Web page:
Biden’s Cabinet Picks

Robert Brooks Contributor
Biden’s Cabinet Picks
Read Time: approx. 2:59

This is the top story from our daily newsletter published on November 24, 2020. To have this and more delivered directly to your inbox scroll down and enter your email or click here to sign up. Photo: Antony Blinken meeting Sebastian Kurz in 2015.


Top Story: President-elect, Joe Biden, announced a number of key cabinet appointments on Monday. Antony Blinken has been pegged as secretary of state, Alejandro Mayorkas as secretary of homeland security, and Avril Haines will lead the intelligence community. John Kerry, a former secretary of state, has been selected to lead the effort to combat climate change. Here’s what both sides are saying about some of Biden’s early cabinet picks.

On the LeftIn an opinion piece for The Atlantic, Graeme Wood writes about “Biden’s Sleepily Reassuring Appointments.” Wood says: “If you wonder how these people will govern, just close your eyes and imagine yourself back to 2016, before you developed that nervous tic that causes you to rip out your hair by its roots whenever your phone buzzes with a news alert.” Wood says some of the names “are not widely remembered by ordinary, non-Beltway people, because they were hypercompetent public servants who tended not to make hilarious, unforced errors,” like members of the Trump administration. Although “hypercompetence is coming back the bad news is that 2016, the last full year in which this hypercompetent team was in power, was a bit of a nightmare, particularly in the Middle East,” Wood writes. “Blinken negotiated the Joint Comprehensive Plan of Action, also known as the Iran deal… [and] even the deal’s defenders acknowledged that it guaranteed the survival of an odious regime and did little to constrain its non-nuclear misbehavior across the region.” Wood says “the Obama administration had learned the lesson [from] Iraq,” Libya, and Syria, “countries [that] devolved into apocalyptic messes.” Wood also points out that “Central Europe had to digest a massive refugee flow from Syria and Afghanistan,” which “enabled a populist wave that has yet to crest.” Despite these negative events, Wood writes: “What a luxury to see the cabinet gradually populated with low-key operators who do not view manic stimulation of the electorate as a sign of a job well done. The real sign of a job well done would be actual restoration of the wholesome vision of American-led idealism that was promised, and [was] never quite delivered the last time it was in power.”

On the RightEvie Fordham of Fox News highlighted some criticism of Biden’s picks on Monday. Fordham’s article mostly focused on Antony Blinken saying: “President-elect Joe Biden’s pick for secretary of state received criticism for his recent consulting work and early support for the Iraq War.” Ricochet editor-in-chief Jon Gabriel wrote on Twitter, “Blinken advised Biden to vote for the Iraq War. Also said US failed by not sending more troops to Syria.” According to the progressive magazine The Nation, “Blinken was Biden’s top aide in 2002 when the former senator voted for a resolution authorizing the use of force in Iraq.” Fordham says, “news of Biden’s pick [also] turned the spotlight on Blinken’s firm WestExec Advisors. On Twitter, New York Times journalist Kenneth P. Vogel wrote: “TONY BLINKEN co-founded a consultancy @WEAdvisors that launched in 2018 to help clients navigate DC. It doesn’t disclose most clients’ identities, but has acknowledged working with an unidentified drug maker [and] a Big Tech firm it helped with US-China trade.” Independent journalist Glenn Greenwald called Blinken “Biden’s standard-Blob choice.” On Twitter Greenwald wrote: “‘A centrist with a streak of interventionism’ — the [New York Times’] gentle description of Antony Blinken, Biden’s standard-Blob choice for Secretary of State. Sounds exciting.” Fordham also highlighted a tweet from Rep. Rashida Tlaib, D-Mich., who “used the news to blast current Secretary of State Mike Pompeo’s recent statement that the U.S. is ‘committed to countering the Global [Boycott, Divestment, and Sanctions] Campaign as a manifestation of anti-Semitism.” Tlaib wrote on Twitter: “So long as [Blinken] doesn’t suppress my First Amendment right to speak out against Netanyahu’s racist and inhumane policies. The Palestinian people deserve equality and justice.”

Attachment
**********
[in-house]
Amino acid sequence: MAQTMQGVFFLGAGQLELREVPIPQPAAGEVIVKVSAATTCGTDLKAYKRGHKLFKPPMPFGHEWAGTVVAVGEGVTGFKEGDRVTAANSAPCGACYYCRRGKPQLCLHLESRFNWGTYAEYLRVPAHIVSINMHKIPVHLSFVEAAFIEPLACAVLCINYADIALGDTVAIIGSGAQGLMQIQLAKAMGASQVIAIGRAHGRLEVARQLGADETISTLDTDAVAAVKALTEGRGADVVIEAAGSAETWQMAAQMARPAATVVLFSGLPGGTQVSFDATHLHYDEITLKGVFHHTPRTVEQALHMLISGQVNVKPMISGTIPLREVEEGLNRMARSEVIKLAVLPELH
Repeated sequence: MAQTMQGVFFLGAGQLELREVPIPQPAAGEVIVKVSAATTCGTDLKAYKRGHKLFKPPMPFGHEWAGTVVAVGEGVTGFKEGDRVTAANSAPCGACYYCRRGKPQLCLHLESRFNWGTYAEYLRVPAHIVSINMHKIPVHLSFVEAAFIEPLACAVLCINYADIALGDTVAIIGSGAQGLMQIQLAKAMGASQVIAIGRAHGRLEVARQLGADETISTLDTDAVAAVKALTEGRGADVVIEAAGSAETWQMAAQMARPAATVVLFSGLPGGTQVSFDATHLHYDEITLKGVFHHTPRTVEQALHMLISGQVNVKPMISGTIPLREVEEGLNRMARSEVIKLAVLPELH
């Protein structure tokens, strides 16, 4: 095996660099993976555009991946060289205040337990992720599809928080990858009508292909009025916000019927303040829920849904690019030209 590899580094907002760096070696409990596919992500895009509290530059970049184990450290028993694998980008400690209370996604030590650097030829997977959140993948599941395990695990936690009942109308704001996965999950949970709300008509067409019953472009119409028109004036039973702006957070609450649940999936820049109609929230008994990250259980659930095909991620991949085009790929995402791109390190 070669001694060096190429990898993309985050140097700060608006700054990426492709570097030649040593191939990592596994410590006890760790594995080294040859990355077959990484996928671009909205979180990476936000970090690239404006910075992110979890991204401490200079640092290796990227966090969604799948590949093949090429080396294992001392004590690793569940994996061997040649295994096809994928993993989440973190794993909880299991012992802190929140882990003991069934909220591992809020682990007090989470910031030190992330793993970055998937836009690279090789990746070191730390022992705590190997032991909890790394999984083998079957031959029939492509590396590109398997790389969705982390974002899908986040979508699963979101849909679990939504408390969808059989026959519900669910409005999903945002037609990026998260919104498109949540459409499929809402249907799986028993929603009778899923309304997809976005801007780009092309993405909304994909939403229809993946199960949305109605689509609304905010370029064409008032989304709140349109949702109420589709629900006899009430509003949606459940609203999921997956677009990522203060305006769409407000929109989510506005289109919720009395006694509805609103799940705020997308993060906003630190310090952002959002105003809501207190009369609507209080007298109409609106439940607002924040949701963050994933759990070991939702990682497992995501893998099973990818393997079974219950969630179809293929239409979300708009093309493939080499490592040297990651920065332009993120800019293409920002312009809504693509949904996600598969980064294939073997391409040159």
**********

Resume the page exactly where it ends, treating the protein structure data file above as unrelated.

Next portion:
Flag This: POLITICO titled their PM Playbook edition, “Biden puts the Obama team back together.” Some people will read that and breathe a sigh of relief. Others will hold their breath until they turn red in the face. Not everyone wants a return to “normalcy” and even left-leaning authors admit that what came before 2016 is partly what gave rise to tectonic events like Trump in the United States and Brexit abroad. Whether you support the picks or not, there will be a lot of “firsts” in the Biden administration. “If confirmed, Mr. Mayorkas, who served as deputy Homeland Security secretary from 2013 to 2016, would be the first Latino to run the department charged with implementing and managing the nation’s immigration policies,” NYT’s Michael Crowley reports. Avril Haines, Biden’s pick for director of national intelligence, will, if appointed, become the first woman to become the director of national intelligence. Biden also “plans to nominate former Federal Reserve Chairwoman Janet Yellen, an economist at the forefront of policy-making for three decades, to become the next Treasury secretary,” according to the Wall Street Journal. “If confirmed by the Senate, Ms. Yellen would become the first woman to hold the job.” At 6:36 pm ET last night, Emily Murphy, “a key Trump administration appointee said she would allow President-elect Joe Biden to begin his official transition – paving the way for his team to get access to briefings, office space, secure computers and other government services needed for the transfer of power.”